Napa Valley Unified School District has an opportunity to take responsible action regarding the district’s policy language against anti-bullying and discrimination. Athletic team names, mascots, and nicknames including school teams, are discriminatory in singling out the Native American community for the derision to which these mascots are often subjected; contributing to the marginalization of First Nations Peoples. Support the removal of the Indian Mascot at Napa High School! Join SSPRIT on April 6, 2017 for the announcement of The Mascot Committee recommendation and for the subsequent vote by NVUSD Board of Education on Thursday, April 20, 2017 @ 7 pm.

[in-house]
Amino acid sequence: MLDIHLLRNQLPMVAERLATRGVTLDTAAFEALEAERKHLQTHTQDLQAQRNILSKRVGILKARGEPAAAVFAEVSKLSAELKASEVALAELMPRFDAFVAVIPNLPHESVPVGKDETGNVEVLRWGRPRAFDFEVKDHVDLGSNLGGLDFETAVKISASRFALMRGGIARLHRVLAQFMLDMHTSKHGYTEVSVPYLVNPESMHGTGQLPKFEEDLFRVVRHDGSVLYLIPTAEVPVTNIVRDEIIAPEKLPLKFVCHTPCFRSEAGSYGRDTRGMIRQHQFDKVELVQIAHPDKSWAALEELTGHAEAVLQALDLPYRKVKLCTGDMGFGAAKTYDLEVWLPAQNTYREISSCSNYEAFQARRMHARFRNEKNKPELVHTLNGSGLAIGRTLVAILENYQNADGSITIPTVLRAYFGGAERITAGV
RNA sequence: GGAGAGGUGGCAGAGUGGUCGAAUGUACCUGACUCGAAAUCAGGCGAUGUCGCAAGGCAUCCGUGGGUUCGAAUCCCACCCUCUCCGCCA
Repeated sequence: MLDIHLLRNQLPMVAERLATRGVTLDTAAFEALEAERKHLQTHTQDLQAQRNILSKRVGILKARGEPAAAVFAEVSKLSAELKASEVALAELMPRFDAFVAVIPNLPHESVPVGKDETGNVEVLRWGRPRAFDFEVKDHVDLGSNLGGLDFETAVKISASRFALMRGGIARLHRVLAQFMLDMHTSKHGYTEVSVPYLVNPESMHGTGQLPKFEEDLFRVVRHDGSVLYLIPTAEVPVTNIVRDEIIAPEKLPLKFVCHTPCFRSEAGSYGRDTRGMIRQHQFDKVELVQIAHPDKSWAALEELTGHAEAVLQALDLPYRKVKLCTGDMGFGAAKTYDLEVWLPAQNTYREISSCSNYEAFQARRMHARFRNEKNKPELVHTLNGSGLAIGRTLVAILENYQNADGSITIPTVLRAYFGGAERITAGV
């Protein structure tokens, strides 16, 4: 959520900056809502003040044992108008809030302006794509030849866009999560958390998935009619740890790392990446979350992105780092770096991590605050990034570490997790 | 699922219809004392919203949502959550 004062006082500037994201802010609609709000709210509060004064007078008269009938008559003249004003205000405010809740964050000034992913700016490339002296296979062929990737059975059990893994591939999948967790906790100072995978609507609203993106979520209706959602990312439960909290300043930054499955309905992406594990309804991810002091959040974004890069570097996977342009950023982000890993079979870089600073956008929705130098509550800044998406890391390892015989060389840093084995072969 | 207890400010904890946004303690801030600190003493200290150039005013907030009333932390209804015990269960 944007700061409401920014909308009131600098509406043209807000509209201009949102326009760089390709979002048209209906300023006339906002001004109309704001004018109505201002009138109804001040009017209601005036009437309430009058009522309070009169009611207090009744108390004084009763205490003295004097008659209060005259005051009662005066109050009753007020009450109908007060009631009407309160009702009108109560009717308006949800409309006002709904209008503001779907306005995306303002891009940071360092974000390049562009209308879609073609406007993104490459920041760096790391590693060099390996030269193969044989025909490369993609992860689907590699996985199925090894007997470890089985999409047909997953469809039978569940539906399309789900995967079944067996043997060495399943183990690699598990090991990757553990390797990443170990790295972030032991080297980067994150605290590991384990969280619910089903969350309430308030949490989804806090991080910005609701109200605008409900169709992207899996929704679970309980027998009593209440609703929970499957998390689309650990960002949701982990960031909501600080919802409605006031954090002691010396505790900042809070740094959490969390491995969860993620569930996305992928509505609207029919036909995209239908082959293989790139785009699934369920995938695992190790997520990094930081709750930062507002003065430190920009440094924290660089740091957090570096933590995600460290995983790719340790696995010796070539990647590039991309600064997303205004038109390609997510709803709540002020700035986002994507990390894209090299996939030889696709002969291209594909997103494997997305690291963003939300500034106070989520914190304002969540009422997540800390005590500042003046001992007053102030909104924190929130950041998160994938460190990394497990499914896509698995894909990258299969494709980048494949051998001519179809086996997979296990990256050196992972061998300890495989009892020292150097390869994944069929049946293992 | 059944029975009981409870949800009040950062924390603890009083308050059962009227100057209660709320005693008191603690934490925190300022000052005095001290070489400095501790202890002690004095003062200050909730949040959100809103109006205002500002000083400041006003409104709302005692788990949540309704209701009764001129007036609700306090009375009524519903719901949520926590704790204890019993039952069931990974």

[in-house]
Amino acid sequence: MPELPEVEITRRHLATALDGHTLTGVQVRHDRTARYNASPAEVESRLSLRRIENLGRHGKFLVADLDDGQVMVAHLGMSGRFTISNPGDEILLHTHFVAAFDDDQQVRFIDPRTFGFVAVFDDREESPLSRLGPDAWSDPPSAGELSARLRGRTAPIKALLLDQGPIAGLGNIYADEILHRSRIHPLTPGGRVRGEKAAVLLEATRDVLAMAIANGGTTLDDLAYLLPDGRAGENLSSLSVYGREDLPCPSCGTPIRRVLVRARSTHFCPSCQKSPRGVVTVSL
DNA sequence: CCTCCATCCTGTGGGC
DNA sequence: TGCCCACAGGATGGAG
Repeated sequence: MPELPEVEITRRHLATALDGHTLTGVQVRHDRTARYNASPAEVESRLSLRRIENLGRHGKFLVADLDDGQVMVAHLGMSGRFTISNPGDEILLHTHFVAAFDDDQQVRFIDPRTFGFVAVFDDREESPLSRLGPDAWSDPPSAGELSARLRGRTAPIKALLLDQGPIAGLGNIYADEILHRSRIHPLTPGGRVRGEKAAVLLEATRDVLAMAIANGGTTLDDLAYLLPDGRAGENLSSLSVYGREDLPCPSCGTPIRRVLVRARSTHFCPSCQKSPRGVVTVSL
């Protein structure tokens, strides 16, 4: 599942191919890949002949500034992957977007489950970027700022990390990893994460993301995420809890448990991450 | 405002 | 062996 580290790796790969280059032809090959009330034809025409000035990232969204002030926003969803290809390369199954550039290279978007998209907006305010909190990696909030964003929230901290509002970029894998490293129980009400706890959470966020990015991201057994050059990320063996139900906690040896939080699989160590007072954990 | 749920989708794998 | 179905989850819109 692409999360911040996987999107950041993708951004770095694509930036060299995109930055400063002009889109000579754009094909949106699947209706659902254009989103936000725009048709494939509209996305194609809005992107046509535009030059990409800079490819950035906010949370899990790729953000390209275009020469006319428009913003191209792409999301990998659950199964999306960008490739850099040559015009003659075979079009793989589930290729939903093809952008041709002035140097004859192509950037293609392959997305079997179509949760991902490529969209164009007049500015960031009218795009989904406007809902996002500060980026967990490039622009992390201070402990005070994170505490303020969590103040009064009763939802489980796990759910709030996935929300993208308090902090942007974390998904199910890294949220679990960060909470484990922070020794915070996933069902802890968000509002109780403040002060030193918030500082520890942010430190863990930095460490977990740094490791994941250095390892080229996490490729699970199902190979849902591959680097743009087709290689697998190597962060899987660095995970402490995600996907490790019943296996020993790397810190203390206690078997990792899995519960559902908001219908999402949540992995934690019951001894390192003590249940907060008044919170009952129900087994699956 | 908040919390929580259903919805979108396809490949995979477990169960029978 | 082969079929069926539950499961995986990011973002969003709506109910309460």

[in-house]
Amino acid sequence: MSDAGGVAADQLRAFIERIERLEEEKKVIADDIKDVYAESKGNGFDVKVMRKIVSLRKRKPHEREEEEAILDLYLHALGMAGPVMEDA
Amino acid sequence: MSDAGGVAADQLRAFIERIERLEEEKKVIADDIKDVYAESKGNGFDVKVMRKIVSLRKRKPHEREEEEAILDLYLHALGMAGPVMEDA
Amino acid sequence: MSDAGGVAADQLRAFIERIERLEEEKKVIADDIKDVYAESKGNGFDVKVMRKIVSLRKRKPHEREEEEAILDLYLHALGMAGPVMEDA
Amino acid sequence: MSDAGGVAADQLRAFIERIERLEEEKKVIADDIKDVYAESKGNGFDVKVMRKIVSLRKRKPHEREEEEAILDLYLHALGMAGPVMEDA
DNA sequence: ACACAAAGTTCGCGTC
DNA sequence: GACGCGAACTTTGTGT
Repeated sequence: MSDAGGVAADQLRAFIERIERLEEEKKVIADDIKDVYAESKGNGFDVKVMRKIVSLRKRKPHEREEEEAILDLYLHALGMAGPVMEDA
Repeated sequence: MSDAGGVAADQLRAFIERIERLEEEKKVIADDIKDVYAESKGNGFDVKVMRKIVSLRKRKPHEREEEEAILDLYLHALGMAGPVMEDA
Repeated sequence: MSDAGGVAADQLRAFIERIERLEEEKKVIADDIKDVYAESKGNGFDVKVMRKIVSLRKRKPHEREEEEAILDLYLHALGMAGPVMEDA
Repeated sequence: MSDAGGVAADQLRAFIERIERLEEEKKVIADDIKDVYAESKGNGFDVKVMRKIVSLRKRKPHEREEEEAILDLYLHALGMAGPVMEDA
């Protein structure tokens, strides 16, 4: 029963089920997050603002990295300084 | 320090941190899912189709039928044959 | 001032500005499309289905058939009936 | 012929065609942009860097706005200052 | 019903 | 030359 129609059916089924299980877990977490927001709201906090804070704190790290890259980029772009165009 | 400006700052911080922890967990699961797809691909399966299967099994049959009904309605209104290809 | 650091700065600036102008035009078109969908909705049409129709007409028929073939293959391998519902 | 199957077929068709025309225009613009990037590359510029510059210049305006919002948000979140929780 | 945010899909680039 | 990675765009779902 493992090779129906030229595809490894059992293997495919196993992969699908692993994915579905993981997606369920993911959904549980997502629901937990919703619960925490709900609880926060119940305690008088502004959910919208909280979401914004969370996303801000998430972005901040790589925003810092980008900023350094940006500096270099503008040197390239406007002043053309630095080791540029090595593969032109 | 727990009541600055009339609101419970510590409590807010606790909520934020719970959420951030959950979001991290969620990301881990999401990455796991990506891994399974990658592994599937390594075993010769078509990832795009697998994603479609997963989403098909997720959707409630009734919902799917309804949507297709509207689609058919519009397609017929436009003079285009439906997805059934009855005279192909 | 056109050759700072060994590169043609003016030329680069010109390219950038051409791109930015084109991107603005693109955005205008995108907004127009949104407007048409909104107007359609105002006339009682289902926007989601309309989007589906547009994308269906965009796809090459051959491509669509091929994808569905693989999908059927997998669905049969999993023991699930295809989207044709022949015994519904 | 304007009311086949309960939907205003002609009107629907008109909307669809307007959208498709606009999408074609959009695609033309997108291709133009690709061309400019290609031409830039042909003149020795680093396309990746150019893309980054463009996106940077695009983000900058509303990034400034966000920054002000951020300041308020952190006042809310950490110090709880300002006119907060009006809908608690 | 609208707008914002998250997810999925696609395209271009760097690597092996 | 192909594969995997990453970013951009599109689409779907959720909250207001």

The Longest Walk 5.2 arrives for ceremony at Sacred Site Sogorea Te located in Vallejo, CA; one of many Native American sacred sites that will be visited during the walk. “This spiritual walk and run is dedicated to calling an end to drug abuse and domestic violence which greatly effects masses of all peoples on this continent. Longest Walks are held to bring attention to issues that directly affect Native Americans; this year, we will embark on the second leg of the Longest Walk 5 or The Longest Walk 5.2, which encompasses the middle part of the United States,” stated Bobby Wallace, National Chief of The Longest Walk 5. The Longest Walk 5.2 begins in San Francisco, Ca and will be traveling to Standing Rock, North Dakota; continuing to Washington DC.